Teacher-Student Abuse Laws
When Is Considered Abuse of a Student?
Abuse of a student by a teacher occurs when a teacher violates a student’s rights or endangers their safety and well-being. Such incidents are treated very seriously—both state and federal laws strictly regulate the standards by which teachers are supposed to conduct themselves. A teacher who violates educational standards may be subject to both civil and criminal penalties.
Although it is not exactly commonplace for teachers to abuse students, it does happen often. However, many students (especially younger students) may not be aware that they had been subject to mistreatment. Therefore it is best if both students and parents are aware of any situations that might be considered abusive.
What Are Some Examples of Teacher-Student Abuse?
Student abuse can come in many forms and may involve situations that are not necessarily physically abusive. Some common examples of abuse by a teacher include:
- Physical, emotional, or sexual harassment of the child
- Excessive or unauthorized use of “corporeal punishment” (physical force)
- Discrimination based on protected categories, such as race, gender, or disability
- Restrictions on the constitutional rights of the student, such as those involving free speech and freedom of expression
- Failure to address any special needs of the student, such as handicap access
- Unfair academic treatment, including bias or preferential treatment in grading
- Denial of educational opportunities
Again, one of the major problems with teacher/student abuse is the fact that many young students may not recognize whether they are being abused or not. Be sure to get involved with your child’s education and be aware if your child informs you of any of abusive circumstances in their school.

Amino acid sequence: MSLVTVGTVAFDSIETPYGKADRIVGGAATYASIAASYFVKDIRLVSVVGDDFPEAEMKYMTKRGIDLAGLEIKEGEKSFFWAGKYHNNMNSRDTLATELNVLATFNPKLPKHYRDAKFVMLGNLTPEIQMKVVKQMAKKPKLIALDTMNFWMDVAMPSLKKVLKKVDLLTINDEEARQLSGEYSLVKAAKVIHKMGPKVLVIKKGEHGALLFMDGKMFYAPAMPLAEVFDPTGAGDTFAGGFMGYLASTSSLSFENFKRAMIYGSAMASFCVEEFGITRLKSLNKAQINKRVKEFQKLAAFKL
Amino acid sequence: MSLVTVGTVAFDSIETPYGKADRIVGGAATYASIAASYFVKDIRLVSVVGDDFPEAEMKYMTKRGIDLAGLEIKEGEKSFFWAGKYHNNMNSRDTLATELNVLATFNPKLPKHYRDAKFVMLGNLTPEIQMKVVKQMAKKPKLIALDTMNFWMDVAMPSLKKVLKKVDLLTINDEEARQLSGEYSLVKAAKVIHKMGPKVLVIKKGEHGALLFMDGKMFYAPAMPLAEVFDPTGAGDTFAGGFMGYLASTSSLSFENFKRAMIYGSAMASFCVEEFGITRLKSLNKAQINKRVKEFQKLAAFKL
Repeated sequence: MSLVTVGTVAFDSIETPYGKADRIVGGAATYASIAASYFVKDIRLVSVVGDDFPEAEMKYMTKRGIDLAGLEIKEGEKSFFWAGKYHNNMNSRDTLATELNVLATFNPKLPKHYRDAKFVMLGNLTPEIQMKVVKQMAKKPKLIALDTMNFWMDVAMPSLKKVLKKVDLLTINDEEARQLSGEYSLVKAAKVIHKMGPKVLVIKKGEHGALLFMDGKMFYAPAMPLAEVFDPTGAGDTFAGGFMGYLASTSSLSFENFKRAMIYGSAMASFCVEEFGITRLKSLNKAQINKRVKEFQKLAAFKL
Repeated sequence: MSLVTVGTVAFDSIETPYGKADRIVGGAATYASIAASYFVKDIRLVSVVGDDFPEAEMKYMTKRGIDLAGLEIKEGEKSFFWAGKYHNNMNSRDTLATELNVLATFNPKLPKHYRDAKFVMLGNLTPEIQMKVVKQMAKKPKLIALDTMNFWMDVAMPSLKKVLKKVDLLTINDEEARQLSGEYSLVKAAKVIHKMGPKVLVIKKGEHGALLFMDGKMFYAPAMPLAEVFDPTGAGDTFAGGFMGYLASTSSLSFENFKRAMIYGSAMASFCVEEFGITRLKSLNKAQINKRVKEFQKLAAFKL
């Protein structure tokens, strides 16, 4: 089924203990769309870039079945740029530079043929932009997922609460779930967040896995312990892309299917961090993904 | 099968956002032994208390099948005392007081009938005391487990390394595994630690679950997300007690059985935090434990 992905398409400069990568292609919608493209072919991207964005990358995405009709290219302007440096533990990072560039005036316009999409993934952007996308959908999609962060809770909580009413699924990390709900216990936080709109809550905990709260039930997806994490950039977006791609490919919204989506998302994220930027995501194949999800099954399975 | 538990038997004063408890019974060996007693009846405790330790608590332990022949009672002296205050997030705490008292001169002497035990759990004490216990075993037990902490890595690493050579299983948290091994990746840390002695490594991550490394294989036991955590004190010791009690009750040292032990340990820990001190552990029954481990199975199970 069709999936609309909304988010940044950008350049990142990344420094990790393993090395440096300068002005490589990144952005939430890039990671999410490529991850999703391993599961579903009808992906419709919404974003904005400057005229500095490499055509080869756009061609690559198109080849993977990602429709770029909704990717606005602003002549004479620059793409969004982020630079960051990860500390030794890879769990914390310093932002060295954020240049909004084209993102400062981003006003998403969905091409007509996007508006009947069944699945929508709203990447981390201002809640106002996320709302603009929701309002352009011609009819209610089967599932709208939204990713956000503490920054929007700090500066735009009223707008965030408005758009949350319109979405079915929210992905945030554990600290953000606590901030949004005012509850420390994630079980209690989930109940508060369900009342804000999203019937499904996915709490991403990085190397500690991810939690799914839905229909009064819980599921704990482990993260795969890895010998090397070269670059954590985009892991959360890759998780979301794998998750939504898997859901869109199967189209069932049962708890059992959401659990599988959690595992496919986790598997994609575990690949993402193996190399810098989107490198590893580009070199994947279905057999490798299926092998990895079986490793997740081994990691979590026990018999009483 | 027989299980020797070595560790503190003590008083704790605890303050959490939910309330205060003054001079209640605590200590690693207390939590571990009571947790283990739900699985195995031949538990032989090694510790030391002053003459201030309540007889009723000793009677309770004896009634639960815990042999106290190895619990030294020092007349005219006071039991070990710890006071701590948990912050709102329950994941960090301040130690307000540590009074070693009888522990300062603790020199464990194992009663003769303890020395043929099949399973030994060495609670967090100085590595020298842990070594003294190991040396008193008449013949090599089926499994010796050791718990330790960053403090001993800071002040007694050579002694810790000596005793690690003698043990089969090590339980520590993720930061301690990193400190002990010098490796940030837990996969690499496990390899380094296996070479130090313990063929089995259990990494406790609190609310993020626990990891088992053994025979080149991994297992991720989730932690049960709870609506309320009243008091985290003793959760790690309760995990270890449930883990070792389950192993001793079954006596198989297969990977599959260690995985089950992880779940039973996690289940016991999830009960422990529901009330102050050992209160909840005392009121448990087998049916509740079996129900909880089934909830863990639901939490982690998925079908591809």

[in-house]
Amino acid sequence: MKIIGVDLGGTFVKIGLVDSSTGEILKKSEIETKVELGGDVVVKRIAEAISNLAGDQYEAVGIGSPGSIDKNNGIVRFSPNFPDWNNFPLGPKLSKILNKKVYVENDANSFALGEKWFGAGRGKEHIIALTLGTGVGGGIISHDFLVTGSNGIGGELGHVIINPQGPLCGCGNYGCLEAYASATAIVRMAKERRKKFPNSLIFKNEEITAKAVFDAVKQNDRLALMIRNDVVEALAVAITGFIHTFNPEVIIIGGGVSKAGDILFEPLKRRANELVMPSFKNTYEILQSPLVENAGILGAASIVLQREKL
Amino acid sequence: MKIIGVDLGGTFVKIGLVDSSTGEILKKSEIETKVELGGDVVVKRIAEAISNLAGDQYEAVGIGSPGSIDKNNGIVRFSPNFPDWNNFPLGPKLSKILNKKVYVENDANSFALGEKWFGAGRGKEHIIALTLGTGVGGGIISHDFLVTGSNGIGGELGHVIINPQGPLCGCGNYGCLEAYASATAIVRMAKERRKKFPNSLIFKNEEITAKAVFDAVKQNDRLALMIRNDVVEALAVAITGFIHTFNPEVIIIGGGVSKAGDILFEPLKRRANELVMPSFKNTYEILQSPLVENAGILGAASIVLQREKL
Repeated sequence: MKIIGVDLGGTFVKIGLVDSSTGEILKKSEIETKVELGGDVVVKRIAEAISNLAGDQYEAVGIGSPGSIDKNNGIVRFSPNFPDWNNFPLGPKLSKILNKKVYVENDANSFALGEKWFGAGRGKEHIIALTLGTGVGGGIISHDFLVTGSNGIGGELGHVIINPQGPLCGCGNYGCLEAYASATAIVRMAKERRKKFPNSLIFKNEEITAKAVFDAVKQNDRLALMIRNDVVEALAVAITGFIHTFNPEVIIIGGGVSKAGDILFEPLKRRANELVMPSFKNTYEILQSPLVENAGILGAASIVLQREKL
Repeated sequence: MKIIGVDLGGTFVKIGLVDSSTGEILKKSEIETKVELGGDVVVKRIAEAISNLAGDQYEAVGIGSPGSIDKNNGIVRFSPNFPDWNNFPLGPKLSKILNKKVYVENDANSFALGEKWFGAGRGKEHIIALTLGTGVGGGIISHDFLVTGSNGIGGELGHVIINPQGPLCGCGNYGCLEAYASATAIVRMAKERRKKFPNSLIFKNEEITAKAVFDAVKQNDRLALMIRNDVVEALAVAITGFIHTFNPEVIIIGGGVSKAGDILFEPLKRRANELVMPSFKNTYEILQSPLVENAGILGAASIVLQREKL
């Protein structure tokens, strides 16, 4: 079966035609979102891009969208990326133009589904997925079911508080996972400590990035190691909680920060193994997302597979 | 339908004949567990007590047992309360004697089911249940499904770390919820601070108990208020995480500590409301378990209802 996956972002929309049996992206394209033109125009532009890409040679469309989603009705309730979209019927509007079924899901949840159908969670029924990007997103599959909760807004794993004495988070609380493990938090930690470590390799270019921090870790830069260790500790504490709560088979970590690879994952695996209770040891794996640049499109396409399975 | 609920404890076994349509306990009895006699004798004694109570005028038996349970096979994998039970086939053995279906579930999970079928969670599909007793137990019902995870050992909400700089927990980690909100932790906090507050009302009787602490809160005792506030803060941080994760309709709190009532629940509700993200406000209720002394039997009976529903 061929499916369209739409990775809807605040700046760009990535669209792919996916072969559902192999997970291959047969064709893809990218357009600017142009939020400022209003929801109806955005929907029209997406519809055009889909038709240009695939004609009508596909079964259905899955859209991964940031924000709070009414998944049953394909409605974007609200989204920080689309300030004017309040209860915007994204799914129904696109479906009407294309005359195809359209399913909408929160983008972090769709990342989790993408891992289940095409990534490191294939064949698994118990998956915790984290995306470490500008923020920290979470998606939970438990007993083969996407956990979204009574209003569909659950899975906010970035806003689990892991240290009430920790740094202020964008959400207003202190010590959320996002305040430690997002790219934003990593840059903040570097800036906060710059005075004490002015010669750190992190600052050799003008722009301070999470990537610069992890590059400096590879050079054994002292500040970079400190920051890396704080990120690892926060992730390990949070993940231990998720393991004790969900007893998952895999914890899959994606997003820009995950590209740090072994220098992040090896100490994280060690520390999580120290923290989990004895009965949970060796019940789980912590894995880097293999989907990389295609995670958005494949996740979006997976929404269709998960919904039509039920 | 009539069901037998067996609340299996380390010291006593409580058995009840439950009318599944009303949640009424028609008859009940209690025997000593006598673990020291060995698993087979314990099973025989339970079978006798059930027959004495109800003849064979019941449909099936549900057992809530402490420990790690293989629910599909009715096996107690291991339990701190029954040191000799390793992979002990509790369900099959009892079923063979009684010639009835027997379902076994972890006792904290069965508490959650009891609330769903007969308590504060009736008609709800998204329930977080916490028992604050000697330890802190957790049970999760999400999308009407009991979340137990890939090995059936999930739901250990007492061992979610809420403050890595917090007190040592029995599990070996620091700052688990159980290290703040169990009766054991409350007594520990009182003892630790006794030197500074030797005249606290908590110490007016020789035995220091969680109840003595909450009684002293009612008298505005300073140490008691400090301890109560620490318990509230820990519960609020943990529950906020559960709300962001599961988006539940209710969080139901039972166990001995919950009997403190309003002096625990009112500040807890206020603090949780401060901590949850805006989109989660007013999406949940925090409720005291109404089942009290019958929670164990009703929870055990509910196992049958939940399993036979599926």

What Should I Do If My Child Was Mistreated at School?
If you believe that your child was abused at school by a teacher or other educational worker, there are many steps that you can take to get involved:
- Contact the school board and school officials immediately. Schedule a meeting as soon as possible while the incident is still fresh in the student’s mind. Any delays in informing authorities could negatively affect a future claim.
- Familiarize yourself with school policies and regulations regarding teacher conduct. Inquire whether the school district has had previous incidents of student abuse.
- Request that the school district conduct an investigation of the incident. You should ask the investigating persons to provide you with a written, formal explanation of their findings.
- If the school board does not provide an adequate solution to the problem, you may have to file for an investigation with a government agency, such as the Department of Education. The Department will conduct an investigation into the abuse and will prescribe corrective measures if appropriate.
- If a government investigation is still not adequate, you may wish to file a private civil lawsuit to recover for losses or injuries. Some claims require that the victim file with a government agency before being allowed to file a lawsuit. Criminal charges may also be involved depending on the circumstances.
Make sure that you take any complaints from your child very seriously. You will not be penalized in any way for filing a report with the school district or with a government agency. Student safety and equality is one of the state’s top concerns, so be sure to file an accurate and timely report if you suspect abuse.
Do I need a Lawyer if my Child has been Abused by a Teacher?
If you suspect that a teacher has abused your child in any way, you should contact school authorities immediately. If the situation appears to be very dangerous for the child, you may also wish to alert police authorities and contact a lawyer for advice. Your attorney will be able to help you file a claim if necessary and can explain to you the various laws that govern teachers in public educational institutions.
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Last Modified: 12-24-2013 01:38 PM PST
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